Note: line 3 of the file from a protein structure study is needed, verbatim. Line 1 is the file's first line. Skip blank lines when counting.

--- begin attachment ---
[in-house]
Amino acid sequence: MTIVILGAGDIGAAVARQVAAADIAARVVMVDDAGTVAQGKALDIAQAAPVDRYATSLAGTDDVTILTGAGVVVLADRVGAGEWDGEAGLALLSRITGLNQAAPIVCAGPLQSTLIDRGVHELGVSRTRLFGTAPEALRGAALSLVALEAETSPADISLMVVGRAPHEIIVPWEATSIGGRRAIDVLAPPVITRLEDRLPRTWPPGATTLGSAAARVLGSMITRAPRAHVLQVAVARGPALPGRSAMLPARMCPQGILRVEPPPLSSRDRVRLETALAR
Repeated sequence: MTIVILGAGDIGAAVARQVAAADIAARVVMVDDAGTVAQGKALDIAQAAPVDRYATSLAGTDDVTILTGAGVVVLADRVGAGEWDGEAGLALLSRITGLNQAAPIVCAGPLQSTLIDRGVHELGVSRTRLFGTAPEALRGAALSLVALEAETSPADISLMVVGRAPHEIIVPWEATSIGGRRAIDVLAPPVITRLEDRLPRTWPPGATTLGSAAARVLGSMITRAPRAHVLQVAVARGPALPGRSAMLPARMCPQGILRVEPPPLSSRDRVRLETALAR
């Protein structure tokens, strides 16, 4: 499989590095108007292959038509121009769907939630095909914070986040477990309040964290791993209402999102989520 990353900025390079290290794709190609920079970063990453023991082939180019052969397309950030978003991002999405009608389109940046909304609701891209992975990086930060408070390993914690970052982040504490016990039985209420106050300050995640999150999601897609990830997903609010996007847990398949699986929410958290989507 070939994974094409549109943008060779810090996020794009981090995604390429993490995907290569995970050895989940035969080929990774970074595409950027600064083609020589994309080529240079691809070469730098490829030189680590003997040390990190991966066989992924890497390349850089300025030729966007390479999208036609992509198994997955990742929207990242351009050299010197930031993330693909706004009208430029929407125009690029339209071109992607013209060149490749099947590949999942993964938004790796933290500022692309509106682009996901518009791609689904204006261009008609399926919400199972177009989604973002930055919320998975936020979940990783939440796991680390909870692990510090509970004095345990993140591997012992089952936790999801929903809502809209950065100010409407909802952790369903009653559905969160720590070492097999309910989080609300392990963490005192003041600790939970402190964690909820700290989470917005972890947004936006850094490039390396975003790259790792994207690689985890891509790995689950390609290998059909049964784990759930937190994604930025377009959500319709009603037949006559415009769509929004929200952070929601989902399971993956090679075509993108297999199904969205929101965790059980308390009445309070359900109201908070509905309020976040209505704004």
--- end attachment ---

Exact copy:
Repeated sequence: MTIVILGAGDIGAAVARQVAAADIAARVVMVDDAGTVAQGKALDIAQAAPVDRYATSLAGTDDVTILTGAGVVVLADRVGAGEWDGEAGLALLSRITGLNQAAPIVCAGPLQSTLIDRGVHELGVSRTRLFGTAPEALRGAALSLVALEAETSPADISLMVVGRAPHEIIVPWEATSIGGRRAIDVLAPPVITRLEDRLPRTWPPGATTLGSAAARVLGSMITRAPRAHVLQVAVARGPALPGRSAMLPARMCPQGILRVEPPPLSSRDRVRLETALAR